Re: choosing and siting bathroom extractor fan



I don't think it matters, I have fan (standard 4 inch in line fan) mounted in the ceiling space, venting through the roof via about 3-4 metres of pipe. The fan vent is mounted in the middle of the room pretty much, it does the job stopping condensation fine. We've had no problems with damp, mould etc. in the shower
Bathroom fans don't suck lots of air, so the steam from a shower will get all round the room anyway, even if the fan is right above it.

Our bathroom is a bit smaller, (about 15 m^3 I reckon) and as I said the standard 4 inch fan in dusting works fine. I think ours is a Manrose. I would think it averagely noisy - less so than say wall mounted fans - I would say it is noticeable but not intrusive to me. I think it did come within whatever the recommendations are for venting bathrooms in terms of air changes per hour, but anyway it works.
Too keep noise down I think probably a bigger fan moving slower is probably better - small fans running fast will be nosier, but I don't know how much bigger you would need to go to get a benefit.
I fitted a humidistat to ours (which can also be switched manually). It works pretty well most of the time, normally turning the fan on a couple of minutes after turning on the shower. It does turn on occasionally due to general atmospheric humidity, normally very rainy. For 95~% of the time it comes on as expected, once I tweaked it carefully.
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Chris French, Leeds

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nick wrote:

I'd go for the wall mounted option In my opinion the ceiling fans with ducting, unless they are the centrifugal type, are not very good. They will work but take a long time to extract. The other problem is, if they are mounted on a plasterboard ceiling, the vibration can be quite noisy.
Another important consideration is that the fan must be appropriate for the zone of the bathroom it is in. What you can put in each zone is regulated In the shower area ( and probably above the bath) is the most rigourous zone. For these areas you would need a proper low voltage model which aren't cheap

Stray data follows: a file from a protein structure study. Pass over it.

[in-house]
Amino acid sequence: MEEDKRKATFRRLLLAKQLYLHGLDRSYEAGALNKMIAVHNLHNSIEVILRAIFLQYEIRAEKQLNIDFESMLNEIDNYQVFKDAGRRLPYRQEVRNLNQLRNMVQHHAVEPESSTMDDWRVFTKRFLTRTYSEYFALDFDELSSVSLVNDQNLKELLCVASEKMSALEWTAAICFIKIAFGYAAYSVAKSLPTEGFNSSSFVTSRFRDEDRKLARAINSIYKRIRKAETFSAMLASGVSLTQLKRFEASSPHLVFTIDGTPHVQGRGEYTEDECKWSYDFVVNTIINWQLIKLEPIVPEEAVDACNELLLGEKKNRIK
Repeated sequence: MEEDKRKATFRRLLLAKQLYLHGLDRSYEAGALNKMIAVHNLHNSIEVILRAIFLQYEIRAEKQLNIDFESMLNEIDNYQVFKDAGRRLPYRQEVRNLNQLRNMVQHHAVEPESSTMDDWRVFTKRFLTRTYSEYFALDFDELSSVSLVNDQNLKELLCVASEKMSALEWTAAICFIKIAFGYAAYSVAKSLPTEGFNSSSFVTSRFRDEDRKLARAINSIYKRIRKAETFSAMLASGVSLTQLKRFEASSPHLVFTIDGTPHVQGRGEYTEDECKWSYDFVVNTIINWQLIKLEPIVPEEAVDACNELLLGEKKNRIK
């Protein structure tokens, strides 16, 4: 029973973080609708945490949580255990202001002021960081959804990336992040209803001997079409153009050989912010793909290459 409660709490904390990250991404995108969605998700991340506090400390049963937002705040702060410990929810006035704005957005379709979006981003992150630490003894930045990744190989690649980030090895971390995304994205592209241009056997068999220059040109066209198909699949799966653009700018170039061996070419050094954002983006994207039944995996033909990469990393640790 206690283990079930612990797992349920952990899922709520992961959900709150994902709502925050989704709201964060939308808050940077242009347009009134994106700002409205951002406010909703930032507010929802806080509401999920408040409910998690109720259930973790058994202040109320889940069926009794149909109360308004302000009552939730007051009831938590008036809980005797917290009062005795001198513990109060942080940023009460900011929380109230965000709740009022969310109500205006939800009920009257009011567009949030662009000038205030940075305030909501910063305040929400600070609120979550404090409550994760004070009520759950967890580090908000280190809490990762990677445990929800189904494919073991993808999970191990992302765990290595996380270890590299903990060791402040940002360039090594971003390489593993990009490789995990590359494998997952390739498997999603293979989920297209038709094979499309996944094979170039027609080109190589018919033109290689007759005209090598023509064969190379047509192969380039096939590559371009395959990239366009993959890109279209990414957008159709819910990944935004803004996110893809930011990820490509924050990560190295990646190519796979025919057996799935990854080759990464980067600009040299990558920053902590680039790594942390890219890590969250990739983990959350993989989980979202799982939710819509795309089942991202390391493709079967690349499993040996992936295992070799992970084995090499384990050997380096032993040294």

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centrifugal
the
cheap
And if your bathroom door fits snug you will have nothing to replace the extracted air with.
Adam
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Reminds me of a small room in the middle of a new school building which contained just a WC, no windows, but an extractor fan connected to the light. After a few days of use, the extractor fan 'sucked' a sheet of plasterboard off the wall. The room was rather too well sealed, and although the fan might not seem very powerful, even a tiny pressure difference across an 8'x4' sheet of plasterboard adds up to quite a force (and I doubt it was fixed very well in the first place).
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Andrew Gabriel

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Thanks very much for everybody's advice.
I will definitely go for a fan sited above the shower, in the loft and inline in the ducting. This I hope will be the quietest option.
BUT I'm still not sure what the minimum extraction rate in metres cubed per hour for my bathroom should be though. I'm tempted to go for the 93 metre cubed / hour fan Richard mentioned from cpc.co.uk (good site) but am concerned it wont be powerfull enough.
I read up that a bathroom fan should replace the rooms air 15 to 20 times per hour. Therefore with a room volume of 21m3 (2.7 metres high by the way) 15 * 21 = 315m3 per hour extraction rate. This is way higher than all the fans Ive looked at (which are mostly 80 - 90m3) Also bearing in mind the extraction rate drops like a stone the more ducting you use and I plan to run it 3 metres. Also I have a feeling that a fan with a extraction rate of 300m3 / hour might be a bit on the noisy side.
Another big pain is a lot of the pumps dont have a decibel noise level rating so how the heck do you know how loud the thing is going to be unless you fit the dammed thing in.
I am going to speak to a bathroom installer expert tomorrow who I have heard sells a REALLY good fan (but for 139). I want to know why its so expensive and why he thinks its worth the extra money.
Hopefully I will decide after that
Thanks again Nick
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